The WS-50 will wear down like they are made of wax, if you do sustained highway driving over 60 MPH. If you see 15K mi before wearbars, you're doing well. My preference is to run summer performance tires until mid-November or later, if weather allows it. At that point, install WS-50, SLOW DOWN & enjoy the adverse weather traction. Drive like your mommy until you remove them EARLY in the spring. Using this strategy, I get 4 or 5 seasons from a set of Blizzaks and I NEVER get stuck. IMO, they beat resorting to a SUV.


For winter, dedicated wheels in the narrowest, smallest idameter are best. Narrow tires, numerically high series (tall) tires are better too. The handling and grip of WS-50 is wildly different than typical tires, so they are best used on all 4 corners to avoid unanticipated loss of steering/control. I would use choose smallest wheels that you can find to fit over the M5 brakes.
 

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Discussion Starter · #5 ·
Thank you all for the responses.


Cosioboy and Rob you both hit it on the head. My plan was dedicated winter tires. I planned on keeping my OEM tires on until the night of the first snow and then leave them on until it gets above freezing. Based upon what I have read I will go with 17's and leave the size up to the guys at the Tire Rack but go as skinny and high walled as possible.

I am still wondering if perhaps I do not need as dedicated at tire as WS-50's. As cosioboy pointed out, in the tristate area our snow fall is not horrible and if things get that bad I will have to find other transportation.

Rob, when you say drive slow, how slow are we talking. I commute roughly 20 miles per day a majority of which is highway where I will at least do 60. Given these conditions, is there something less dedicated to winter than Ws-50's but not as bad as all season tires which I would rather not use as I want to maximize my snow traction while still retaining as much "normal" driveability.

I realize that everything is a trade off but what would be just below the WS-50's so that I would retain some driveability in dry winter conditions given the fact that there is not much snow fall and I will be doing highway driving.

thanks again.
 

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I had the dunlop snows on 17" M double parallel rims. Driving on these means you will engage DSC a lot more (anything beyond 5-6/10ths throttle on acceleration- but they work in the snow. The 17" rims look too small and I always thought the car looked emasculated, but it worked. I think if you are using the car for your primary mode of transport, you owe it to yourself to go for separate summer/ winter wheels and tires.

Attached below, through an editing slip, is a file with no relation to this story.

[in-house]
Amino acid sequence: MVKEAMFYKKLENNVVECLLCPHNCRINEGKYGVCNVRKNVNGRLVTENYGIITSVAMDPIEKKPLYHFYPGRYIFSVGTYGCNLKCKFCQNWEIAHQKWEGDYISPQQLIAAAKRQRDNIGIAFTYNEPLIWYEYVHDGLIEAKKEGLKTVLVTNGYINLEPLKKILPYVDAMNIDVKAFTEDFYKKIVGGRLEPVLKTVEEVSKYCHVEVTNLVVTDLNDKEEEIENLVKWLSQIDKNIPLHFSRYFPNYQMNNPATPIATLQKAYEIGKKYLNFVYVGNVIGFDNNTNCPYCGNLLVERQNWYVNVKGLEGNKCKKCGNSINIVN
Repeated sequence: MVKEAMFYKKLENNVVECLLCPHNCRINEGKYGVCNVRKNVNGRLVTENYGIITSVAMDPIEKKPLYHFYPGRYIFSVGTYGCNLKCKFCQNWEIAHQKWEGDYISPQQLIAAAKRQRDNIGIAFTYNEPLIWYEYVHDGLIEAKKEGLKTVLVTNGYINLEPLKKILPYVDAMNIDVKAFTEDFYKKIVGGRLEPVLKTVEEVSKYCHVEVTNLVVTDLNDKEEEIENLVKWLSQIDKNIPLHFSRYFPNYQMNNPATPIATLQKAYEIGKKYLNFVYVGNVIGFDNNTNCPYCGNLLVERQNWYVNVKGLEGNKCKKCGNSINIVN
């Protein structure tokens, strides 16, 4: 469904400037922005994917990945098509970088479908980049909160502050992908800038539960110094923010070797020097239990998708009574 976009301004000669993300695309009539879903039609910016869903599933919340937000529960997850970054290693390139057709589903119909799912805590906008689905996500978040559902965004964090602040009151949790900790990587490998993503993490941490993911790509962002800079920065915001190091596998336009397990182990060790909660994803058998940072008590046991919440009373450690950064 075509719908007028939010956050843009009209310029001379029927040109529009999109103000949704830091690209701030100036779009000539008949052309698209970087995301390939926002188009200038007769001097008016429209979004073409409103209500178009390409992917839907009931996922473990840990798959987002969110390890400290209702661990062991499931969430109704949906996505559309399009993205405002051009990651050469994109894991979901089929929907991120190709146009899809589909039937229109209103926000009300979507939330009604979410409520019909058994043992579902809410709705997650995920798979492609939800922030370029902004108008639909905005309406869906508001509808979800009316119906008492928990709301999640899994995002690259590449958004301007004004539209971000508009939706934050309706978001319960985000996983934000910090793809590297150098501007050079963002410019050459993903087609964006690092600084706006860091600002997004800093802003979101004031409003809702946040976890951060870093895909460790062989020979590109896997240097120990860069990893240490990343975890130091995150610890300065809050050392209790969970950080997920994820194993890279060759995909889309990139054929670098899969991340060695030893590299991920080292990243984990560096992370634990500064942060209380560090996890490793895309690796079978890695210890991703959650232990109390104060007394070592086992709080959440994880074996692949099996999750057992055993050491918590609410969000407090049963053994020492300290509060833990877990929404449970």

One idea is to keep the 18" OEM rims and put snow tires on those and then get something more aggressive for the summer (19s?).

If the worry is potholes etc, then get the 17s- I think the tires were 245s all around.

Btw- you can have some fun by turning the DSC off and melting the tires- but that will really hurt snow performance!
 

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MEnthusiast said:
If the worry is potholes etc, then get the 17s- I think the tires were 245s all around.

The WS-50s are by far the best snow-tire for the car. I say snow-tire... winter tire... because they offer nothing in dry-weather performance -- get me through the awful snow and ice like butter, however.

I have posted numerous times on the WS-50s. You can do a search if you want and come up with it.

For MAXIMUM snow/ice traction in the worst conditions, get the WS-50s and mount them on 17"s all around. It will almost be like having 4-wheel drive. They are squishy on regular roads if you try cutting a tight turn, yes. I have not noticed any obnoxious or irregular noise associated with the tire, however. I also haven't noticed accelerated wear or the tire either.

As far as I'm concerned, anything but "Ultra high performance summer tires" for the summertime and Blizzak WS-50s for the winter are a compromise.

For the summer, the PS2s I have offer the best traction. For the winter, the WS-50s offer the best traction. Anything in between is a compromise of performance in the grandest sense of the word.

Good luck!
:cheers:

-Matthew
 

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MT JTN said:
...For the summer, the PS2s I have offer the best traction. For the winter, the WS-50s offer the best traction. Anything in between is a compromise of performance in the grandest sense of the word...
AMEN Bro... well said.
 

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Another tire to consider is the Nokian RSI. It comes in the -1 size and is easily the best non-studded snow/ice tire I have driven on. The wet and dry performance is acceptable and they are surprisingly quiet for a snow tire.
 

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first post here, be gentle...

so i had a 99 M3 and i just upgraded to a 02 M5, anyway on to the tire talk.

moved from dallas to colorado springs and was running pilots for a year with only a few problems in city driving in snow. moved to a house in the mountains and caught a bunch of nails due to new construction in the area and had to replace all 4 corners with yokohamas in the summer.